Changes To The New York State Star Program

Changes To The New York State Star Program

My good friend and leading Real Estate Broker Marcia Clarke, the Owner and Principal at M C Realty Consulting and Management, Inc., in Brooklyn, NY does a wonderful job of keeping real estate professionals and those in related professions up to date with important information.

Marcia is a member of the Long Island Board of Realtors, which is where she found this information about changes to the New York State Star Program.

Due to changes in the law, the STAR (School Tax Relief) Program has been modified. Here are some highlights of the Star Program:

Effective July, 1 2019:

 

– If you own your own home, it’s your primary residence, and your income is $500,000 or less, you are eligible for the Basic STAR Program.

– If your income is greater than $250,000 and less than or equal to $500.000, you will receive a check for the STAR credit instead of a reduction on your school tax bill.

– If your income is $250,000 or less, and you are currently receiving the STAR exemption (a direct reduction on your school tax bill in the form of a property tax exemption), you can choose to register for the STAR credit to receive a check instead.

– The STAR exemption program is now closed to new applicants. New applicants can only register for the STAR credit.

– Homeowners with income greater than $250,000 and less than or equal to $500,000 who currently receive the STAR exemption, need not take any additional action to start receiving the STAR credit in the form of a check.

– If your income is $250,000 or less and currently receive the STAR exemption but want to receive the STAR credit instead, you have to register with the NY State Department of Taxation and Finance to make the switch.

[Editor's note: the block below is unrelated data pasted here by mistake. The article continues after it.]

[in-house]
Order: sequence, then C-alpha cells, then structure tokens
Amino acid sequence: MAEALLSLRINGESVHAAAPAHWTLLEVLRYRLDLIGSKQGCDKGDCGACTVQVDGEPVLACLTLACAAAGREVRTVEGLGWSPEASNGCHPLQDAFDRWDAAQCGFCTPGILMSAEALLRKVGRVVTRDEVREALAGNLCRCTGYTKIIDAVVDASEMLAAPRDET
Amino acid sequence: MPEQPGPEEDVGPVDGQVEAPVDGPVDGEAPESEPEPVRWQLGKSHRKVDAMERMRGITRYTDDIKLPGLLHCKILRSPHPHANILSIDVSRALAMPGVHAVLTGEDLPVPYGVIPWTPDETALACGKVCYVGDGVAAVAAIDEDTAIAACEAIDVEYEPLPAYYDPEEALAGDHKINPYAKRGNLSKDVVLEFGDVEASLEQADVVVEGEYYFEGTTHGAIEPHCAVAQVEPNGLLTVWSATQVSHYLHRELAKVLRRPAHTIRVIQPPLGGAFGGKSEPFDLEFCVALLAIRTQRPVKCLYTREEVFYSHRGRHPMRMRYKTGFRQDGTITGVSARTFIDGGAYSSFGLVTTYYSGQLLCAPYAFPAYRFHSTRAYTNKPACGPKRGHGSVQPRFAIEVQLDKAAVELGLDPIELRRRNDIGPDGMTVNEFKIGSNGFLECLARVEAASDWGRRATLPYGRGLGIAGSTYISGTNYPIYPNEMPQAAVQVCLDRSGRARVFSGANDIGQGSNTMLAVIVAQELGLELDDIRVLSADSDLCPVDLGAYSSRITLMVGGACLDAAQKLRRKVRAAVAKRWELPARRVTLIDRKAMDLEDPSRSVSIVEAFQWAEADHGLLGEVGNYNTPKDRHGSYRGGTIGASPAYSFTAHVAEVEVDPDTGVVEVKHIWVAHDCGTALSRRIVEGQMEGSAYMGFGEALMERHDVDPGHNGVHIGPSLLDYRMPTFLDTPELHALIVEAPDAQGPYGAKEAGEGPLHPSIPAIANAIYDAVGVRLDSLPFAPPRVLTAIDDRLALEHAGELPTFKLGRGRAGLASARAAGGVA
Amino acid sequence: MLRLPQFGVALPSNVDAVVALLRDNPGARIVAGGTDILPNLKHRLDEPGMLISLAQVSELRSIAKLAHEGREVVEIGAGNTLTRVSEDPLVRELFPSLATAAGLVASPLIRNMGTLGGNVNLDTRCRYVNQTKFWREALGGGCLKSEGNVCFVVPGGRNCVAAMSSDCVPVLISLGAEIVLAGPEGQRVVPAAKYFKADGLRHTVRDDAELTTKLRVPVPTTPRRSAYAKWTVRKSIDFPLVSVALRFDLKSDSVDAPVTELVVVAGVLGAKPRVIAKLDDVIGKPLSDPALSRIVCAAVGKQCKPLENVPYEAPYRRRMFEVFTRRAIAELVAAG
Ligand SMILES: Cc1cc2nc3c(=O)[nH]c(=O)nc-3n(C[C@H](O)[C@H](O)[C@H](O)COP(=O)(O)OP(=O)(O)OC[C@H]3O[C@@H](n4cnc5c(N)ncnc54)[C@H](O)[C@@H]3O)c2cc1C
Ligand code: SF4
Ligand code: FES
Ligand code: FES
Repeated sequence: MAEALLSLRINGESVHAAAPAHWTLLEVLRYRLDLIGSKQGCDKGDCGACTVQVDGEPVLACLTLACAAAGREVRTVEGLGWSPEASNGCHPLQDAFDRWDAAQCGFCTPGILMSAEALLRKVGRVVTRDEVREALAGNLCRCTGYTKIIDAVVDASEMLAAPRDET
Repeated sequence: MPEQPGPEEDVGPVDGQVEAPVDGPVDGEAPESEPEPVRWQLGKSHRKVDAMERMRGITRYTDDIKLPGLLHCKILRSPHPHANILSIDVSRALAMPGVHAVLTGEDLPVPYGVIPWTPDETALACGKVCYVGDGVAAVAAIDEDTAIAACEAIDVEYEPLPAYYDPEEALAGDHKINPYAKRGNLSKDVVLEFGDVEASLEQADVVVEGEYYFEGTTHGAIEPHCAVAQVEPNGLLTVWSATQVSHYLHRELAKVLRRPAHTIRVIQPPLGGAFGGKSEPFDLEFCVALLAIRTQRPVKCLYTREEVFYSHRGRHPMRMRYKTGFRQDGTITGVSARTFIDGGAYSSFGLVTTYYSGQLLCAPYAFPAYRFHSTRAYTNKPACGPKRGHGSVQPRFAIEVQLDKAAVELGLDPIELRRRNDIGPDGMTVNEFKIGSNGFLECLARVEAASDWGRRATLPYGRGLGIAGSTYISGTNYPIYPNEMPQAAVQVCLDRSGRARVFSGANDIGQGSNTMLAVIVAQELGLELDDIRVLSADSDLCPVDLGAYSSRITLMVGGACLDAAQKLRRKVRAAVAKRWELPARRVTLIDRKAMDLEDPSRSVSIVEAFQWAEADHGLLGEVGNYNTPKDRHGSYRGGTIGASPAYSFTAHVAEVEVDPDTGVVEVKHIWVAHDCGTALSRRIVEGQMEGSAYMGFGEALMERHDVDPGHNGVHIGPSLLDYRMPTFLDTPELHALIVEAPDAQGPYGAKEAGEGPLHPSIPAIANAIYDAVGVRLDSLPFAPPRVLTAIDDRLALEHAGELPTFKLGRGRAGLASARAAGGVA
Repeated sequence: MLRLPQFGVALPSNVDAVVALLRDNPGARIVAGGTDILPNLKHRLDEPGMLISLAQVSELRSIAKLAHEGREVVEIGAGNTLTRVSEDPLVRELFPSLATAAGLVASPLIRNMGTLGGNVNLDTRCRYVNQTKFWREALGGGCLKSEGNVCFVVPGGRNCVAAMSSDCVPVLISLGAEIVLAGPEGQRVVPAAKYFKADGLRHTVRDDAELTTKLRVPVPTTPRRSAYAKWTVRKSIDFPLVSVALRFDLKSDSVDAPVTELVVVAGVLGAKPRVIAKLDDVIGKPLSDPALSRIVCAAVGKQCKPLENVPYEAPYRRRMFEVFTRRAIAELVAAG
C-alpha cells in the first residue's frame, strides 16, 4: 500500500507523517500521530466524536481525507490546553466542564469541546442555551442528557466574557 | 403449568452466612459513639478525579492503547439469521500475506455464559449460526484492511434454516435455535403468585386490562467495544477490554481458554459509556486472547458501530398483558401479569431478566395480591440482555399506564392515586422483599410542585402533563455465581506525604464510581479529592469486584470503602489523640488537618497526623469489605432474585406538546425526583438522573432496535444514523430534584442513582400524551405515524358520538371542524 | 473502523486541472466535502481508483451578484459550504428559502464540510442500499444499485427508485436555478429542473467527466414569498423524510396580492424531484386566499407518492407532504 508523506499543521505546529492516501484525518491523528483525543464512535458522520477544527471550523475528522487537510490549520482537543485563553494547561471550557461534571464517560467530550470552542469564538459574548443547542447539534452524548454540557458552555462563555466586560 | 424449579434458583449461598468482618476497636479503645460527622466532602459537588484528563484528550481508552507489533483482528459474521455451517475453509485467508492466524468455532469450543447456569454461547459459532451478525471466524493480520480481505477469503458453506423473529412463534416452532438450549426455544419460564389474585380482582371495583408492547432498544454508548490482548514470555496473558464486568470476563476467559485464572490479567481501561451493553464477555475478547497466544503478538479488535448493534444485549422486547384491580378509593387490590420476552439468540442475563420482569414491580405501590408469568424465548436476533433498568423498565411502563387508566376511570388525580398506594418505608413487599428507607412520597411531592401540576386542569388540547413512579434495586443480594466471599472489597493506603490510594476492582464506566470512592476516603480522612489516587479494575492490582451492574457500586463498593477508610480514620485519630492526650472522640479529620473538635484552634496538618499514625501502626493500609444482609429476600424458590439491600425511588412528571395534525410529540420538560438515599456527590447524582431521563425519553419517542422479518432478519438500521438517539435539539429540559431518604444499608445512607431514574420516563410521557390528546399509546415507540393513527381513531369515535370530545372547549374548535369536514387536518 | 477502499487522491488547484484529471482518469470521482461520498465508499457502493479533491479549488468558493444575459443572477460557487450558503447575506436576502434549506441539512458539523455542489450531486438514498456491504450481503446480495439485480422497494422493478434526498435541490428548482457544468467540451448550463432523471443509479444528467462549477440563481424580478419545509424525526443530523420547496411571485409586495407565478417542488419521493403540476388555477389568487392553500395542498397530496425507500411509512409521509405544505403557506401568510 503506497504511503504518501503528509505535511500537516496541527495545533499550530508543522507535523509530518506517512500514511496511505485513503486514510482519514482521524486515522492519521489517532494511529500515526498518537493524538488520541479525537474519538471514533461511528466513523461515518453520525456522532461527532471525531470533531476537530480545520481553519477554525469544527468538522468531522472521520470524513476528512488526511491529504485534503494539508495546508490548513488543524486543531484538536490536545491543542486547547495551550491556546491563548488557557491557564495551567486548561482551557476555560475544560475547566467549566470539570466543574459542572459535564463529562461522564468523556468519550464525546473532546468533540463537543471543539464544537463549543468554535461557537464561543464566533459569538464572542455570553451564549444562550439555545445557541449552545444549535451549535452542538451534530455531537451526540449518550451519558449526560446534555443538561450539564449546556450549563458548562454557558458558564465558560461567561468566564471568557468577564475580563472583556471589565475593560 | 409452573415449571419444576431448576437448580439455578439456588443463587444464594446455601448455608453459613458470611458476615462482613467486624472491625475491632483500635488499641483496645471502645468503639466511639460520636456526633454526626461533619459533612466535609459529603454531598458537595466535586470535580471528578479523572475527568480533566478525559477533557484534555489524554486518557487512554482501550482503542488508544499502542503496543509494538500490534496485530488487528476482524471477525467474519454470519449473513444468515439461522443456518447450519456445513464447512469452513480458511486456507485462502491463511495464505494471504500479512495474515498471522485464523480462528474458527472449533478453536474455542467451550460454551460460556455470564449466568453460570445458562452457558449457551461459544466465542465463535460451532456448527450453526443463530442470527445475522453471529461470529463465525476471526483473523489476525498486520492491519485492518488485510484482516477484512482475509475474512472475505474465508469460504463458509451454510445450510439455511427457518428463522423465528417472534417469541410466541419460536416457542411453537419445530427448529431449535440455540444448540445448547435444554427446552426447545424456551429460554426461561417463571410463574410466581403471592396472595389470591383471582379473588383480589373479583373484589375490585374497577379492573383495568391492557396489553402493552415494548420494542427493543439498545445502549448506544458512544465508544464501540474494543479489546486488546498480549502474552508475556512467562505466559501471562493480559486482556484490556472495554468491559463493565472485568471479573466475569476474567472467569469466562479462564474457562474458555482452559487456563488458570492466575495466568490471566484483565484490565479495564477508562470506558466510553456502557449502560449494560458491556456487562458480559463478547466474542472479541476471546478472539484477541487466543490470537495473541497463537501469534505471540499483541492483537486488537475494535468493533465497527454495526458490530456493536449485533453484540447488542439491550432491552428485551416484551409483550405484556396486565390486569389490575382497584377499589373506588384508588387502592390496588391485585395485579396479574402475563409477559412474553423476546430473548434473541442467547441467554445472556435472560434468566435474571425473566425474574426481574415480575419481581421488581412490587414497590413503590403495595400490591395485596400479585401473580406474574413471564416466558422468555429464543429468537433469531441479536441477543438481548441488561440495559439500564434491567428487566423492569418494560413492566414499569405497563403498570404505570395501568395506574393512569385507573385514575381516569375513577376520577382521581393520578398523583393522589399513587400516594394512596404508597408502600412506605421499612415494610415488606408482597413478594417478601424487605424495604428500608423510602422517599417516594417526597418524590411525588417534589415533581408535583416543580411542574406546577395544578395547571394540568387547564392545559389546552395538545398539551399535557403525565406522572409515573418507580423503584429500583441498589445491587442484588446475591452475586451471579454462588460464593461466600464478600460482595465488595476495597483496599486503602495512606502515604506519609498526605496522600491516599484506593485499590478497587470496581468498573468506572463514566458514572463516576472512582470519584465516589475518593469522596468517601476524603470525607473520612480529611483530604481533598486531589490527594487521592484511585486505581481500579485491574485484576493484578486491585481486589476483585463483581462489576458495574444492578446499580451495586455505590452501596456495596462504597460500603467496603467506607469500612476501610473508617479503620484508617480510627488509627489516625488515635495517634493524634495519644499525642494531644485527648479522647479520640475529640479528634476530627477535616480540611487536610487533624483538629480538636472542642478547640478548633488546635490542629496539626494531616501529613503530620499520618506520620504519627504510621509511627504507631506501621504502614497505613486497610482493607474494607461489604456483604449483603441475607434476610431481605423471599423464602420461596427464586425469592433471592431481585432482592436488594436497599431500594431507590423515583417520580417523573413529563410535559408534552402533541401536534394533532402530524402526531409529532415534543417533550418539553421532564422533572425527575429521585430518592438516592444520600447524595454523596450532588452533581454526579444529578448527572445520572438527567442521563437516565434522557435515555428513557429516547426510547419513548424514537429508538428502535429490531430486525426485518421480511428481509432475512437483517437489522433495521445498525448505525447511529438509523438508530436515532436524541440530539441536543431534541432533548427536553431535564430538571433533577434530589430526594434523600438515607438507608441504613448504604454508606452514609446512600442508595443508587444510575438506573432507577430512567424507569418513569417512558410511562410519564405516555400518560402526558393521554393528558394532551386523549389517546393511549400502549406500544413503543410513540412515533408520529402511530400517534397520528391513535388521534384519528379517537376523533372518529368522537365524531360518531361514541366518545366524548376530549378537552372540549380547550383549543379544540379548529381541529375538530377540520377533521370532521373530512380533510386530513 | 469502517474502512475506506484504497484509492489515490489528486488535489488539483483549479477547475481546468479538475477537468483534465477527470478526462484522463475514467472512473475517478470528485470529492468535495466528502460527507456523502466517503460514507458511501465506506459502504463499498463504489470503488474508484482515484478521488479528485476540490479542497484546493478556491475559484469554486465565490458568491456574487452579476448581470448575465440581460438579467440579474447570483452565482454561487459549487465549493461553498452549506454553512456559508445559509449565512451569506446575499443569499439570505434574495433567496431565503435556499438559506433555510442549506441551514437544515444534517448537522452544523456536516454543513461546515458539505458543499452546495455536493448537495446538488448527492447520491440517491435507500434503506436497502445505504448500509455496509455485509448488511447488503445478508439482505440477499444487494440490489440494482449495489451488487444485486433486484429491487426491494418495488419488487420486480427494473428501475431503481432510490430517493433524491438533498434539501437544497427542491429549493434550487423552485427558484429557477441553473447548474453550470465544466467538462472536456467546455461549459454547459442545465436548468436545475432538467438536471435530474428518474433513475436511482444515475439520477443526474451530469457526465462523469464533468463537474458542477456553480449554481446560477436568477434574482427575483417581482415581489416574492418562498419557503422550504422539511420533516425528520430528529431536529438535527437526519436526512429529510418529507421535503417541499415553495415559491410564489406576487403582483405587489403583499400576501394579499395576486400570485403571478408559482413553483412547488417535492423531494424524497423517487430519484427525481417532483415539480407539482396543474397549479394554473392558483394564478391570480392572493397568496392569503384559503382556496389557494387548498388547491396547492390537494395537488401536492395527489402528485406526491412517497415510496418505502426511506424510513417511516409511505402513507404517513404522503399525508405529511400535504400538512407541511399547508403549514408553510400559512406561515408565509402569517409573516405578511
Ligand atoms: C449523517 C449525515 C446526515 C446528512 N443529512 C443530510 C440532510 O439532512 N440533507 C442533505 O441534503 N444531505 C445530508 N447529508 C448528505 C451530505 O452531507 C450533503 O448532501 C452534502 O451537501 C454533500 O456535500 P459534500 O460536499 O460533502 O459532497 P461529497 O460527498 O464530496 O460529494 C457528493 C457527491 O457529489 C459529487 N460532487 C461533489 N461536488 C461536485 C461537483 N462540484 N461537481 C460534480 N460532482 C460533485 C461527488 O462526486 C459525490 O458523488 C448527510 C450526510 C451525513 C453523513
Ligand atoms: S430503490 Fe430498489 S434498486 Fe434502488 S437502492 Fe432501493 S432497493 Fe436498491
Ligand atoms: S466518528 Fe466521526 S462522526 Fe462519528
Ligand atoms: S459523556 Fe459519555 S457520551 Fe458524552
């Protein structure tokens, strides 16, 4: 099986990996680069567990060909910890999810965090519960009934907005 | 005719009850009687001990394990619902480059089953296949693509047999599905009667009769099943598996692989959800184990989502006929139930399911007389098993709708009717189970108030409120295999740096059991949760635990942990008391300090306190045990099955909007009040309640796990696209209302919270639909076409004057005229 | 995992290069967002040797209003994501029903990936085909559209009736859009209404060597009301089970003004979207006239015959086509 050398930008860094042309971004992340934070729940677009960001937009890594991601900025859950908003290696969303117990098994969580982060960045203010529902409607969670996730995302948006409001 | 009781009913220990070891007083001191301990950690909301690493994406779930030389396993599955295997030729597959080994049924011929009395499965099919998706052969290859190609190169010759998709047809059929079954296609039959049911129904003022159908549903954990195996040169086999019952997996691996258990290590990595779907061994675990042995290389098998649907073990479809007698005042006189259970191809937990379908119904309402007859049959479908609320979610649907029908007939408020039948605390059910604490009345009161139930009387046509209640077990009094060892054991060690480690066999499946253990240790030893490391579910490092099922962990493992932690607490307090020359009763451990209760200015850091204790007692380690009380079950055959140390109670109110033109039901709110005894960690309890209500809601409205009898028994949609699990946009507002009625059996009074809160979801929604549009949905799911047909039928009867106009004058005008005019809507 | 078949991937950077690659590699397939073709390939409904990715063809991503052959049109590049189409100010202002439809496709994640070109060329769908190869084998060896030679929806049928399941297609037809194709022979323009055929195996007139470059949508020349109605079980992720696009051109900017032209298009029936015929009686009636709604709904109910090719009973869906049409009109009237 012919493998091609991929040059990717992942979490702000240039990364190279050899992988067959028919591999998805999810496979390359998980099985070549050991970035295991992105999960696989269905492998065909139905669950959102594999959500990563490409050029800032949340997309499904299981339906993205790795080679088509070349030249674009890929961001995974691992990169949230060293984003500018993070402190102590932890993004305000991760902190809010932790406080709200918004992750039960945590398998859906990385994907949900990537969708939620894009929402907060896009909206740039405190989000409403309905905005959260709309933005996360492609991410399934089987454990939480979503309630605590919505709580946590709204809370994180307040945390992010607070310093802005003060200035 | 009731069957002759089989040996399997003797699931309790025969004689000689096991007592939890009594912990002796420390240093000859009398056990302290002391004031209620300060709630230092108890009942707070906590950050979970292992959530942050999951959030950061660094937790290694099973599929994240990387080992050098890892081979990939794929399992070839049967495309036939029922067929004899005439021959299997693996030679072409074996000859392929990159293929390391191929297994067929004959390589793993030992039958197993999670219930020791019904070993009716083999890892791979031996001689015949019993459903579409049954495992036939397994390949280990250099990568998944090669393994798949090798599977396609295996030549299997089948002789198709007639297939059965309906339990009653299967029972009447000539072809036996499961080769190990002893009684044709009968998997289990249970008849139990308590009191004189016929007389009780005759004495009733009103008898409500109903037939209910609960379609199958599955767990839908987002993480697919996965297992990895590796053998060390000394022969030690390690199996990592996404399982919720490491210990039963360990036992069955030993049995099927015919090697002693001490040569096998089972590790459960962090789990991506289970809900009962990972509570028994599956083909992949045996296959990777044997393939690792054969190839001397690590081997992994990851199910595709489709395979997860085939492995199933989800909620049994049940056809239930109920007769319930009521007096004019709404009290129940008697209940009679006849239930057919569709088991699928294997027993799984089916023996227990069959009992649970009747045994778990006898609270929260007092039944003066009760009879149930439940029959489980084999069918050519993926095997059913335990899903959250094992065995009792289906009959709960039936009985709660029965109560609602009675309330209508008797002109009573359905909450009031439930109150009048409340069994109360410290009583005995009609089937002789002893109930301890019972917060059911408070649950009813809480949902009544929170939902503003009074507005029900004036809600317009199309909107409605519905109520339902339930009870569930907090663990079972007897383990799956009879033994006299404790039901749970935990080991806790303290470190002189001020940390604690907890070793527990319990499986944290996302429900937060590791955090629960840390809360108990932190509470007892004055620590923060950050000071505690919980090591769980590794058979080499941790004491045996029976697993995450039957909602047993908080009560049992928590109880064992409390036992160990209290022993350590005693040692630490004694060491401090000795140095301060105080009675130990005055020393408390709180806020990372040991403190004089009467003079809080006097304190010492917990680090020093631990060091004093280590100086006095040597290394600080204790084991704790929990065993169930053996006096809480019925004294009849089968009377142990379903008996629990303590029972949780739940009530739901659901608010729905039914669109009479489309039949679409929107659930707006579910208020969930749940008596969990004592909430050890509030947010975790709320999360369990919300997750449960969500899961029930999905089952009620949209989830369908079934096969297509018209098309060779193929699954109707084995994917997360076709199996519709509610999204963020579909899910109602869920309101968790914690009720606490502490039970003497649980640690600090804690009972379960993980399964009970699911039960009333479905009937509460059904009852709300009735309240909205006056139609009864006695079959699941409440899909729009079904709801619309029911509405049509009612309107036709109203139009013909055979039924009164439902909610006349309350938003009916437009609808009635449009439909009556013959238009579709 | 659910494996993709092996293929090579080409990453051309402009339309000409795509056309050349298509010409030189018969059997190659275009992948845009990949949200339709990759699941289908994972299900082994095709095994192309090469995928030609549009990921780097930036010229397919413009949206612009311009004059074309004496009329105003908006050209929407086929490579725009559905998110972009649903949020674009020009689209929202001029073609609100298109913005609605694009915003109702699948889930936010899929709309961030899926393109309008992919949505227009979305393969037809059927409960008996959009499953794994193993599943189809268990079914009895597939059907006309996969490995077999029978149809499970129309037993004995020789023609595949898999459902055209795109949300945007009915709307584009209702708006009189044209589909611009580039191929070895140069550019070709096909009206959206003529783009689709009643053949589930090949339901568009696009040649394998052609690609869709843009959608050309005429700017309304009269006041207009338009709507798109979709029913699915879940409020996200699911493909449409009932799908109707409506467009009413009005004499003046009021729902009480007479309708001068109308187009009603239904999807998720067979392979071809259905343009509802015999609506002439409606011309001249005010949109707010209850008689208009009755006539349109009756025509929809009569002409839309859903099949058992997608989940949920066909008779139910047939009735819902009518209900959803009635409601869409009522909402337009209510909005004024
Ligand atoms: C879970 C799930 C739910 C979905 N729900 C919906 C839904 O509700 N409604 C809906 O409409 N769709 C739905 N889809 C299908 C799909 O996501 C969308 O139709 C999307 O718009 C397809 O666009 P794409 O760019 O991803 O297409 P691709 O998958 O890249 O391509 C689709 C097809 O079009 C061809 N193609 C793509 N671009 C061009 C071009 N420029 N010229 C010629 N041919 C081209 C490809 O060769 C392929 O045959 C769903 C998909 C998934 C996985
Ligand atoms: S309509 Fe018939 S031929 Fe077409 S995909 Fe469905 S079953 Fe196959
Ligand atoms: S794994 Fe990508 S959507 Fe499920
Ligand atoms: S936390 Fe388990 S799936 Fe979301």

– The taxing authority is giving homeowners an incentive to switch to the STAR credit. STAR credits may increase as much as 2% each year, but the value of the STAR exemption savings cannot increase.

– Enhanced STAR is provided to homeowners age 65 and older for their primary residence if their income is $86,300 or less for the 2019-2020 school year.

– Enhanced STAR recipients are now required to enroll in the Income Verification Program (IVP).

– Homeowners need not register every year for the STAR Program. Once registered, they are automatically reviewed for eligibility each year.

Want To Know More?

For more information, please go to: https://www1.nyc.gov/site/finance/benefits/landlords-star.page

Courtesy of the Long Island Board of Realtors, August 2019

If you would like to reach Marcia Clarke to buy, sell or manage real estate, here’s how to reach her:

Marcia Clarke, Broker – 917 841 2121
MEMBER: National Association of REALTORS-Brooklyn Board of Realtors. ABR CIPS CRS ePRO SRES; AREAA: ICSC: NAREB: projectREAPNY 2016: ULI: WCR-PMN
M C Realty Consulting & Management Inc.
1431 Nostrand Ave Brooklyn NY 11226 O: 718 484 8582 F: 718 345 0102

Eustace L. Greaves, Jr., LUTCF wants to help his clients “Live Life Full Covered.” He accomplishes this by combining homeowners, renters, flood, life, disability, long term care, co-op, condo, umbrella liability and auto insurance  policies with income tax strategies designed to meet and exceed client goals and needs.
If you want to ensure you and your family are living life fully covered, call Eustace today at 718-489-2218, or email him at eustace@insuremeeg.com to make an appointment.

 

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Illegal Apartments in NYC: How Many More Must Die?